Eye Mask. Sleep Mask. Sleeping Mask. Blindfold. No matter what you call it, we can’t imagine trying to sleep on an airplane, in a hotel room, or even in our own bed without one.
We don’t think we are alone, based on the popularity of our HappyLuxe Escape Sleep Mask.
That prompted us to do a little research to find out how long this simple, brilliant, sleep aid has been in use.
A fascinating post on Van Winkle’s, The Little-Know 1930’s Couple that Made Sleep Better for All of Us, guided us to the original patent from 1933 (thank you Google) and the Popular Science issue that covered the story.
BTW - How cool is it that Popular Science has archived all their issues? May 1931 was a great month for news. Some of the other great stories are:
Back to the sleep mask. The patent was filed by Elsie M. and Edward C. Hemphill on August 27, 1930 and granted three years later.
The document states their claim: “This invention relates to an eye shield designed primarily for use by persons while sleeping so that their rest will not be disturbed by light rays. The shield can also be used while taking light treatments whereby the eyes will be protected from the light rays.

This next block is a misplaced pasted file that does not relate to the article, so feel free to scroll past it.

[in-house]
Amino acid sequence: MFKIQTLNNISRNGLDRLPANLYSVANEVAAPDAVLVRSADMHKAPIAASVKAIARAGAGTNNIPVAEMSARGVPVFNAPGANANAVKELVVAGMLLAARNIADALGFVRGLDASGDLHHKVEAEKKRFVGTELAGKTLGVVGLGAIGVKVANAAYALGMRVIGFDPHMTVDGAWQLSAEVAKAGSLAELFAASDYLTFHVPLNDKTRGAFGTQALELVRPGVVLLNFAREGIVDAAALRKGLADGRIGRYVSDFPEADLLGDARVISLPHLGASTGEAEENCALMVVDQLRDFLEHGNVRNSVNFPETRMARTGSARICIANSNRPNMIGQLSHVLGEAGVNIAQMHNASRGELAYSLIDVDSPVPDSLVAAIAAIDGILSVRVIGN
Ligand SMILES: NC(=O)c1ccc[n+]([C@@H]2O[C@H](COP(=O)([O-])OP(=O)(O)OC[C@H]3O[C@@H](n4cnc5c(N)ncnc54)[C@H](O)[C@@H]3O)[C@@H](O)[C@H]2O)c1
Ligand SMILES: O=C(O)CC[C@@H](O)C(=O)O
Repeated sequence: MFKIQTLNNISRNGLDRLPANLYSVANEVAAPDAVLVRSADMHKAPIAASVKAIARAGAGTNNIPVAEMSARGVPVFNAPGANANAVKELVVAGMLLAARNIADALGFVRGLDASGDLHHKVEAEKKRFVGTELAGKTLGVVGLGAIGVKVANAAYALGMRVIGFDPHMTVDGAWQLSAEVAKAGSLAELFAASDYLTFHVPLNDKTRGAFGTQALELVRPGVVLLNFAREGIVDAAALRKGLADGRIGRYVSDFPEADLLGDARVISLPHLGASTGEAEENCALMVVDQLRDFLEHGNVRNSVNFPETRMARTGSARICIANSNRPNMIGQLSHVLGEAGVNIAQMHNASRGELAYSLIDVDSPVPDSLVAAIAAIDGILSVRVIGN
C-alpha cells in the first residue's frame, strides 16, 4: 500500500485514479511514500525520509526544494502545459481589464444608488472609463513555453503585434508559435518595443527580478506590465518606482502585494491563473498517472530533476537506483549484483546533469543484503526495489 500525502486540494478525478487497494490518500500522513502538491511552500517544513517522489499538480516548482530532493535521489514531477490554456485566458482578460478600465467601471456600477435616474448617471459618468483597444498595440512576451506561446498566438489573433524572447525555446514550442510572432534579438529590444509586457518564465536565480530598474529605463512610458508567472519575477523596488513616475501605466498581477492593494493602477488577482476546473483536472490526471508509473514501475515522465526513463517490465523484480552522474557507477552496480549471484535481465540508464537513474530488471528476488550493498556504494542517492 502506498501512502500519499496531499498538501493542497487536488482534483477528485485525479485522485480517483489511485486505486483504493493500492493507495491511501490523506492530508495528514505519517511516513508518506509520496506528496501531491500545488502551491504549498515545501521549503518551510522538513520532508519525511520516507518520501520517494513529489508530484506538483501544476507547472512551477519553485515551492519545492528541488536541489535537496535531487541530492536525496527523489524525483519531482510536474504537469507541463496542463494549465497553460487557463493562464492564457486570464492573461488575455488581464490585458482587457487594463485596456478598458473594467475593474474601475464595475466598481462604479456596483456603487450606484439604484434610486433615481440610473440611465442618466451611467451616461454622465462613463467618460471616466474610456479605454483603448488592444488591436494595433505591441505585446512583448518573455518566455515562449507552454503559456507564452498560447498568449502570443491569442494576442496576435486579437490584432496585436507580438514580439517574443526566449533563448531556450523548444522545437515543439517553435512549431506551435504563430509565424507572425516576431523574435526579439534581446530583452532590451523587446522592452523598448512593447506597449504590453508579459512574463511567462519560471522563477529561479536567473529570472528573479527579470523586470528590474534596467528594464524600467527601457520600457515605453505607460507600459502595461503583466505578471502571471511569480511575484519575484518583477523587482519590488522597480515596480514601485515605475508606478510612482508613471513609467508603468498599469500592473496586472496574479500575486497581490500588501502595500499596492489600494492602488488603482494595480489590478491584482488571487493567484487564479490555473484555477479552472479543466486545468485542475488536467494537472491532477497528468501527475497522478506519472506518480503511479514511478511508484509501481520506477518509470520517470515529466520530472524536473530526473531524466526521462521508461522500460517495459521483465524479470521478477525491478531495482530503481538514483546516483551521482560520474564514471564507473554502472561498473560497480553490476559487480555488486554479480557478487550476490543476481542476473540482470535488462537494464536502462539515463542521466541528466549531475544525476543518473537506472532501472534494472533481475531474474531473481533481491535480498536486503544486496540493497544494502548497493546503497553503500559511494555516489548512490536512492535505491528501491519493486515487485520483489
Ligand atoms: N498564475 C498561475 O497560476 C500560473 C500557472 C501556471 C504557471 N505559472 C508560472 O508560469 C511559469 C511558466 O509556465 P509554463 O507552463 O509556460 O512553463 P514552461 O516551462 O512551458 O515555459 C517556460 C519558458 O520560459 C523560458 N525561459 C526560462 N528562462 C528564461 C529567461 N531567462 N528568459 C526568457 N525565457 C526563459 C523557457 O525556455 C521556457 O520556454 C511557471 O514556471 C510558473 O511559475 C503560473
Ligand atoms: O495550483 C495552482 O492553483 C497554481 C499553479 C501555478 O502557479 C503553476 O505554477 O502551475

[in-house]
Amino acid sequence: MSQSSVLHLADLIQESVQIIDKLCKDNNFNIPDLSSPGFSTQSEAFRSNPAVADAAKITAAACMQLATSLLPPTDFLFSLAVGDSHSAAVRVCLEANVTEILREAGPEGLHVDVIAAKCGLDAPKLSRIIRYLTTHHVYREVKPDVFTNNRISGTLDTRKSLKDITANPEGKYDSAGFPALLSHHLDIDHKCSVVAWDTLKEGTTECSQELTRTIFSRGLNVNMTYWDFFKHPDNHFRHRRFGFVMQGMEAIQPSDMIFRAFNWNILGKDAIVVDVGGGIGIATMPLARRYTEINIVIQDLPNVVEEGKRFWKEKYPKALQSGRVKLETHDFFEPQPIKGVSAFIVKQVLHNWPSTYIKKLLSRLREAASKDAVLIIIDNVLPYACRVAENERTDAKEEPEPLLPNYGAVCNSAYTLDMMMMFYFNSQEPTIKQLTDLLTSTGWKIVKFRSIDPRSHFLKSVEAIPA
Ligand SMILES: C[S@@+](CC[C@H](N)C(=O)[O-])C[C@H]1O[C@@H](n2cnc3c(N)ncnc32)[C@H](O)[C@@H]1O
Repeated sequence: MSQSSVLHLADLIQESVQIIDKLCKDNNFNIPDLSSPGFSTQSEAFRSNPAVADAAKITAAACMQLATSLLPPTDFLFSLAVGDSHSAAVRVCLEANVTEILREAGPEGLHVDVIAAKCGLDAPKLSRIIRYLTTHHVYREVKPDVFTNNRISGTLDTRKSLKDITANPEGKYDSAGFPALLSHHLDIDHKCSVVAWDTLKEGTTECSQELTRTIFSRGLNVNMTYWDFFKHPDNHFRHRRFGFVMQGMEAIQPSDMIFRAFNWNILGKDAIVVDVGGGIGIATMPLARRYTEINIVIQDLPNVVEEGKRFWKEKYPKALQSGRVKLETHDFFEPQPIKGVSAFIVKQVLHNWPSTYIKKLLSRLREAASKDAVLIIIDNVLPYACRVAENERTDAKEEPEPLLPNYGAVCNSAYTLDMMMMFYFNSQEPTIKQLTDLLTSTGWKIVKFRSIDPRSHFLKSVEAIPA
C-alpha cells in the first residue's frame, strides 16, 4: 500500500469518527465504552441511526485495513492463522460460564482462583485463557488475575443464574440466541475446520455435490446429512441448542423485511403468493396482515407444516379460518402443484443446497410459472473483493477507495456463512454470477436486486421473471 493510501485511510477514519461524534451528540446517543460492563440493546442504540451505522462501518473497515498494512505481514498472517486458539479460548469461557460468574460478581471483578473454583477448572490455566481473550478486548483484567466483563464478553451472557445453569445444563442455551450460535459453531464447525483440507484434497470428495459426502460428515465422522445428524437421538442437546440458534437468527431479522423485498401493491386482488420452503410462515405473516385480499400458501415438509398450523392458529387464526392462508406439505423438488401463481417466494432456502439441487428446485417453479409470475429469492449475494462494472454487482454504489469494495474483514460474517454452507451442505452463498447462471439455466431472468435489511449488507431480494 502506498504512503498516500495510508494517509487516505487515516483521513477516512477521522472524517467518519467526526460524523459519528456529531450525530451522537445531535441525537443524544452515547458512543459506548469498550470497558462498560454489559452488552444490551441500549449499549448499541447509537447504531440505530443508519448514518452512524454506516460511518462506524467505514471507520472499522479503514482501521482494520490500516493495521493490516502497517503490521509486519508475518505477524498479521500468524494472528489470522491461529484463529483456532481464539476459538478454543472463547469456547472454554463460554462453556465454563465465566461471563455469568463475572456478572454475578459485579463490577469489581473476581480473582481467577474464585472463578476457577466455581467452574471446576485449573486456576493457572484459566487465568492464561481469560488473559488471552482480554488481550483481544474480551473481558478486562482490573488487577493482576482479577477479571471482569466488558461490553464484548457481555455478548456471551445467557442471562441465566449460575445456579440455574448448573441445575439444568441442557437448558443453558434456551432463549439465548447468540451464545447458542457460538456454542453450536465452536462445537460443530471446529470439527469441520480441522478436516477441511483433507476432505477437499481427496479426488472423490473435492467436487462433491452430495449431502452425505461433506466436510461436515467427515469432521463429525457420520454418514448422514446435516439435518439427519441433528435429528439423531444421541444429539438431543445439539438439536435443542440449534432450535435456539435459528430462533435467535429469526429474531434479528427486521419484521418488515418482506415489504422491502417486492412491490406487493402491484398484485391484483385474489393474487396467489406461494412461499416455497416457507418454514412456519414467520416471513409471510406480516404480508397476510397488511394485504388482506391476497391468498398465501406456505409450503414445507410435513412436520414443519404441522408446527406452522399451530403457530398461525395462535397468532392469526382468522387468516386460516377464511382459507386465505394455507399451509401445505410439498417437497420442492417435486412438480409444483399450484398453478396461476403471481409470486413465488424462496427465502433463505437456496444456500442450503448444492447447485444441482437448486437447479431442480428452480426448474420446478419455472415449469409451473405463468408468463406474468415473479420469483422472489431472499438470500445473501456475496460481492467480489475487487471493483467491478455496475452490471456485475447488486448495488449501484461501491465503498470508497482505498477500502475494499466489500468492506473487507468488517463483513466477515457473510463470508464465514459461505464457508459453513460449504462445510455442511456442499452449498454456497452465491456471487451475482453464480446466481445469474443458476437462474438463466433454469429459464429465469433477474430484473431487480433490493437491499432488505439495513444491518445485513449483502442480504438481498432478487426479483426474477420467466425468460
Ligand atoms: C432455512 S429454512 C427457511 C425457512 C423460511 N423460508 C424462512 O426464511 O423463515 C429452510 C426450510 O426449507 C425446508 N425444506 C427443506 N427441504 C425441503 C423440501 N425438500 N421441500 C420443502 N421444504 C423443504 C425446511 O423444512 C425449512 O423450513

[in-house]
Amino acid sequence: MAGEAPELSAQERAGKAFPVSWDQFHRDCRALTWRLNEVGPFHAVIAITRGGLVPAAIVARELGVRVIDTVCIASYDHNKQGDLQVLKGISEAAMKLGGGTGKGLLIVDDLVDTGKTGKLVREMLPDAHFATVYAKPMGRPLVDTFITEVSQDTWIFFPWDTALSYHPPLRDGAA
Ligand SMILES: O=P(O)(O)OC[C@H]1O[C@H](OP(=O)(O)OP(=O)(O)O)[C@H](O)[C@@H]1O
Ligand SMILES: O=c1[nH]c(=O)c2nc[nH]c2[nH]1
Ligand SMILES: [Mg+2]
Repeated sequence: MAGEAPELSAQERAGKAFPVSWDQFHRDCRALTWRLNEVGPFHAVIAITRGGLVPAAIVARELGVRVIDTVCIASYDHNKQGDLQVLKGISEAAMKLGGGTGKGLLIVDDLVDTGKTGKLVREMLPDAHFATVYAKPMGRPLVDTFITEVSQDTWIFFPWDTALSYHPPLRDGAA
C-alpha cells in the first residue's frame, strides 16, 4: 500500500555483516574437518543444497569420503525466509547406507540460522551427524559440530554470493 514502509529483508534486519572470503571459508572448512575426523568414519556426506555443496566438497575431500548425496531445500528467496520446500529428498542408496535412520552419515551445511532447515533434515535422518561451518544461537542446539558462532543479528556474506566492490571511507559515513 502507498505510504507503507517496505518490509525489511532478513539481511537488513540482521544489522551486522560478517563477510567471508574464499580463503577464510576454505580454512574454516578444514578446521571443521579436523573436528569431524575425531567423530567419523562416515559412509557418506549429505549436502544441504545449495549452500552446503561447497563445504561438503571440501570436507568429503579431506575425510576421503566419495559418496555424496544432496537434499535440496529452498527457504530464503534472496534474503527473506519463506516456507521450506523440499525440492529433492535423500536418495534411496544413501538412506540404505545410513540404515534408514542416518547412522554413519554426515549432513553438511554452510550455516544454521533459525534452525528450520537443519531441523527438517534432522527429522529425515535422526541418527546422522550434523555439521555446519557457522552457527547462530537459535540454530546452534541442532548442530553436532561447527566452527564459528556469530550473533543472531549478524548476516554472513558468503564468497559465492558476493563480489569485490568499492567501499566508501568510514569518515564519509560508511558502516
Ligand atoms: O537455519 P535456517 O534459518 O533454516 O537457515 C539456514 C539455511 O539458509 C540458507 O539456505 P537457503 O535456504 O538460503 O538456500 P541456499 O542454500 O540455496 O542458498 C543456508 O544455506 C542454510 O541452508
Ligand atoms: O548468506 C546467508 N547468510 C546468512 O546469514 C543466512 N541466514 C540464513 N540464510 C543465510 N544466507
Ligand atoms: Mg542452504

“It is an object of the invention to provide a simple and inexpensive device of this character which can easily be placed in position and will remain where placed without becoming accidentally dislodged under ordinary conditions…”
Great invention, although we do not think the strap looks too comfortable.
A little more digging on Google Patent brought us to application 2,537,768, filed on July 5, 1949 by one Joe Laporte. He got rid of that uncomfortable looking strap.
Like our HappyLuxe Escape Sleep Mask, this was also specially designed for use when traveling.
The original application states:
“The present invention pertains to a novel eye and ear shield designed especially for use in traveling but also useful for other purposes….
“The principal object of the invention is to provide a device of this character that enables an individual to shut out lights and noises while traveling and otherwise to create a restful environment. The device is also useful by persons who find it necessary to sleep during the day and who require darkness and quiet in order to fall asleep. This is true of many persons who work at night and must take their sleep during daylight.”
A big thank you to Elsie and Edward Hemphill, Joe Laporte, Van Winkle’s, Popular Science, and Google Patents for all your help in solving the mystery of where sleeping masks came from. Now it is time to take a mid-afternoon nap.
Photos courtesy of: